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Abstract This study investigated faculty members’ perceptions of quality assurance and accreditation (QAA) in Afghanistan. The study aimed to examine how familiar faculty members were with QAA policy, quality concepts, QAA processes, and whether QAA process has improved the status quo. Through a sequential exploratory mixed methods design, the investigators interviewed seven faculty members at four universities, and subsequently conducted a self-administered survey questionnaire at six universities (two public and four private). A response rate of 54 percent (N = 42) was obtained from the survey. The study findings suggest that faculty members had mixed impressions about QAA implementation. For instance, an overall sum of mean scores shows that faculty members have a positive view about QAA processes M = 3.5 (SD = .75), however, interview participants were less satisfied with QAA outcome. Lastly, implications are made that a successful implementation of QAA processes in Afghanistan is contingent on: 1) establishment of a quality culture wherein universities own the processes and outcomes, and 2) engagement of key stakeholders including faculty, staff, and administrators to internalize QAA processes to improve the status quo. Keywords: higher education quality; quality assurance; accreditation; higher education in Afghanistan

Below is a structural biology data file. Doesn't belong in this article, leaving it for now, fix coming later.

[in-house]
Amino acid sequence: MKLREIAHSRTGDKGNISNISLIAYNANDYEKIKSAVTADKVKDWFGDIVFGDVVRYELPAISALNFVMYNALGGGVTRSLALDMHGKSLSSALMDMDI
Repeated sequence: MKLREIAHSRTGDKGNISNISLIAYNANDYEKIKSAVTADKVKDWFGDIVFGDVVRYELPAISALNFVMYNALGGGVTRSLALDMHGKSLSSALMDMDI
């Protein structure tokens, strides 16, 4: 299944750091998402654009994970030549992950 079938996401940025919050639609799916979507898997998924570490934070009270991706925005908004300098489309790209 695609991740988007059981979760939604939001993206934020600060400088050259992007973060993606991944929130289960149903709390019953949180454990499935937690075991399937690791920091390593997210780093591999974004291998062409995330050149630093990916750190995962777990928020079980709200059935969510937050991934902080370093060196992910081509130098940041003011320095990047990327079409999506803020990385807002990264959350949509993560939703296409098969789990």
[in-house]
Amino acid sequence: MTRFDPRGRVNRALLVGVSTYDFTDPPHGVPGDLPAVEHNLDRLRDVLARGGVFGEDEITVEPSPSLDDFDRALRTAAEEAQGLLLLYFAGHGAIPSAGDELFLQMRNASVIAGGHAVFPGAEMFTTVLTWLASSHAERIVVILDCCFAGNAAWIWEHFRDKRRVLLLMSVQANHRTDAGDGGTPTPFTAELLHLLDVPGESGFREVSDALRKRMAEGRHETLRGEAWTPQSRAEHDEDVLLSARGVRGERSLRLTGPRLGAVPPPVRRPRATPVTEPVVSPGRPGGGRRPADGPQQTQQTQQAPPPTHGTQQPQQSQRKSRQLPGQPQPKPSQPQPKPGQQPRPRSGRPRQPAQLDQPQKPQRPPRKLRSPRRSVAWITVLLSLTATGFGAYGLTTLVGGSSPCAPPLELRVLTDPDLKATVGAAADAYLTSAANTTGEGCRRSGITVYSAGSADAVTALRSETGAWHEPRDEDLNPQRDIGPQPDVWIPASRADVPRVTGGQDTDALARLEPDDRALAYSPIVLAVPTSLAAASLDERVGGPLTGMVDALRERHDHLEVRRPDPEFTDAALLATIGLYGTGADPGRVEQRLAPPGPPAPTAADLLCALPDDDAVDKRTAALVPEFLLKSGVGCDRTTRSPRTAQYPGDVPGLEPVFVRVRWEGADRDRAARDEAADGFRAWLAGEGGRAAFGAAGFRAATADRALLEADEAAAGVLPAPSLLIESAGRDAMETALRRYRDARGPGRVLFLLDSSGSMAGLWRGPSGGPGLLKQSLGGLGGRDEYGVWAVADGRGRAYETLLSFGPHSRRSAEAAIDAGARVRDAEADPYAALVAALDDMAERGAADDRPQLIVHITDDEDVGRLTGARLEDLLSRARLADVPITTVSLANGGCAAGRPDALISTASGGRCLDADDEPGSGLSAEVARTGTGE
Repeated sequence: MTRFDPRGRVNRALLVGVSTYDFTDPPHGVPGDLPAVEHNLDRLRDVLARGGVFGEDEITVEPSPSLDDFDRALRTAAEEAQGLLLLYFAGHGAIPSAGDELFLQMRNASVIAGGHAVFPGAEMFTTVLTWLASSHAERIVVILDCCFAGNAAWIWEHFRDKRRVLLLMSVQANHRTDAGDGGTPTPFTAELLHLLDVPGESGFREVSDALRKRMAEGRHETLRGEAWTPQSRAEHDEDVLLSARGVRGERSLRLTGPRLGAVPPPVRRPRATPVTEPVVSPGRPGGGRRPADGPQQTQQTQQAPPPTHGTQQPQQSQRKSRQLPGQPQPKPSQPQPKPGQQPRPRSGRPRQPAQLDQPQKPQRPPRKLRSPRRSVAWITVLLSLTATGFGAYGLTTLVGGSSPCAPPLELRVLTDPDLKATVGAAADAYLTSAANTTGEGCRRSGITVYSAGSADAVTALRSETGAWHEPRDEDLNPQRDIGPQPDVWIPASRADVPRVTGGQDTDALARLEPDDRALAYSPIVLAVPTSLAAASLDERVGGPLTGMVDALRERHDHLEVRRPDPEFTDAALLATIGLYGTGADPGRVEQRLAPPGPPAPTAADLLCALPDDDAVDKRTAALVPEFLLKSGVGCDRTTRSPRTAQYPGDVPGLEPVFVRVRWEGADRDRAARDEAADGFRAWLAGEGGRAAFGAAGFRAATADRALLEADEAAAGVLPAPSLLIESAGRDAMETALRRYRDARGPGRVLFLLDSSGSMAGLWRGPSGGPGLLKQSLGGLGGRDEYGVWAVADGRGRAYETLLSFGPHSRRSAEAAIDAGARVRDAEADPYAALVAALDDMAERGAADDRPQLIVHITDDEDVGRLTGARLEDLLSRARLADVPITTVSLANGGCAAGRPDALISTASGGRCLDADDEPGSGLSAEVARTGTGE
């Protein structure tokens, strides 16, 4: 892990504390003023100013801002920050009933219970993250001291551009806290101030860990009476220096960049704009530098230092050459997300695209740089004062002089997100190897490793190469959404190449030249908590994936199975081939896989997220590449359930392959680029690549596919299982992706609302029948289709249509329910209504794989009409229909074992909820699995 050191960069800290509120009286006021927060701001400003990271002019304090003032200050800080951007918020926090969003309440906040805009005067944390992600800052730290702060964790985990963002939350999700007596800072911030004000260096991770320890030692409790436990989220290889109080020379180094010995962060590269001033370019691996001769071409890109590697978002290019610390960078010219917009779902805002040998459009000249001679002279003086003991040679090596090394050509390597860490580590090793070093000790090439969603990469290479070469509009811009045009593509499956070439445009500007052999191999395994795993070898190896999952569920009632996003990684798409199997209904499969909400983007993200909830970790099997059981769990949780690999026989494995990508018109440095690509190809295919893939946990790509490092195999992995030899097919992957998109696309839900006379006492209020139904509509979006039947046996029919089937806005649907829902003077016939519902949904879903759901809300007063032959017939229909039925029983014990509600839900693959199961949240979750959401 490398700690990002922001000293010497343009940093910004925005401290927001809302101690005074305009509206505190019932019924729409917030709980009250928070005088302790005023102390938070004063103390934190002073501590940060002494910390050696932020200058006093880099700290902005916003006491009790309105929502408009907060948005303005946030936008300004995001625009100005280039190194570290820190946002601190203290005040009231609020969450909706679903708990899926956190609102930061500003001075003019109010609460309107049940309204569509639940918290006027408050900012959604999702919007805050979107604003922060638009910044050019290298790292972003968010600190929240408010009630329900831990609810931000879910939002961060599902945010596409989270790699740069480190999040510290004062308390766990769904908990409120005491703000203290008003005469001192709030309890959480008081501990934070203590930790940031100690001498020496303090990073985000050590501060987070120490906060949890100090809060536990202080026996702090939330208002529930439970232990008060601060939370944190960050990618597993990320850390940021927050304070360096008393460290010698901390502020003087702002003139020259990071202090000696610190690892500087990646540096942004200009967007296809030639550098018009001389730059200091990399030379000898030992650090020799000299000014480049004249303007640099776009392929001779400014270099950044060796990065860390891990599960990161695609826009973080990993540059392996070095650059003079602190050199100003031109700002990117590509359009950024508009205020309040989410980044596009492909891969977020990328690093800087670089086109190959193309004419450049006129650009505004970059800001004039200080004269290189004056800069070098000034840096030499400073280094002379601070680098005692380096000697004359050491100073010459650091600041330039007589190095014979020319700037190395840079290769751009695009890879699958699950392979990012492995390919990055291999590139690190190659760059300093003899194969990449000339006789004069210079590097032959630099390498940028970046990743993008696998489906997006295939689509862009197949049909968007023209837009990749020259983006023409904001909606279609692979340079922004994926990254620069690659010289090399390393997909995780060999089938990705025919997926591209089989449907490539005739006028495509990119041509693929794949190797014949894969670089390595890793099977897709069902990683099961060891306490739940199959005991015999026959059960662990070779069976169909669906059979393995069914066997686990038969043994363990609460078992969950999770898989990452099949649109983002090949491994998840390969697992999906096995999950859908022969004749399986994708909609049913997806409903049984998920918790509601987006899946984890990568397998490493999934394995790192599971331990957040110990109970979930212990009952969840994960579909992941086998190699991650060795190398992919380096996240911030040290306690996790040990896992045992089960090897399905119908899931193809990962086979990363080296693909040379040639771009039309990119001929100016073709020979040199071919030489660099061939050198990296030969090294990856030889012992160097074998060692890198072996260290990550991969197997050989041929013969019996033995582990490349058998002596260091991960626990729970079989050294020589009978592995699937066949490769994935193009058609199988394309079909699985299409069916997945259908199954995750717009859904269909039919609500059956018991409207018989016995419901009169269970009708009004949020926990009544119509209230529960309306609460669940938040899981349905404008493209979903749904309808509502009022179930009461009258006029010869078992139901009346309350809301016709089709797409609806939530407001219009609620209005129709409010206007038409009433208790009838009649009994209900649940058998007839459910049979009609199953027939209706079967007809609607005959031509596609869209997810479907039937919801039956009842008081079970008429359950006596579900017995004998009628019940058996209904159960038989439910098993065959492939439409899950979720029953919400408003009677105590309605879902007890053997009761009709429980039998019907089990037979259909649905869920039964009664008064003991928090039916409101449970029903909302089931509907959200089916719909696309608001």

Faculty Members’ Perceptions of Quality Assurance and Accreditation in Afghanistan.
Higher Learning Research Communications, 8 (2).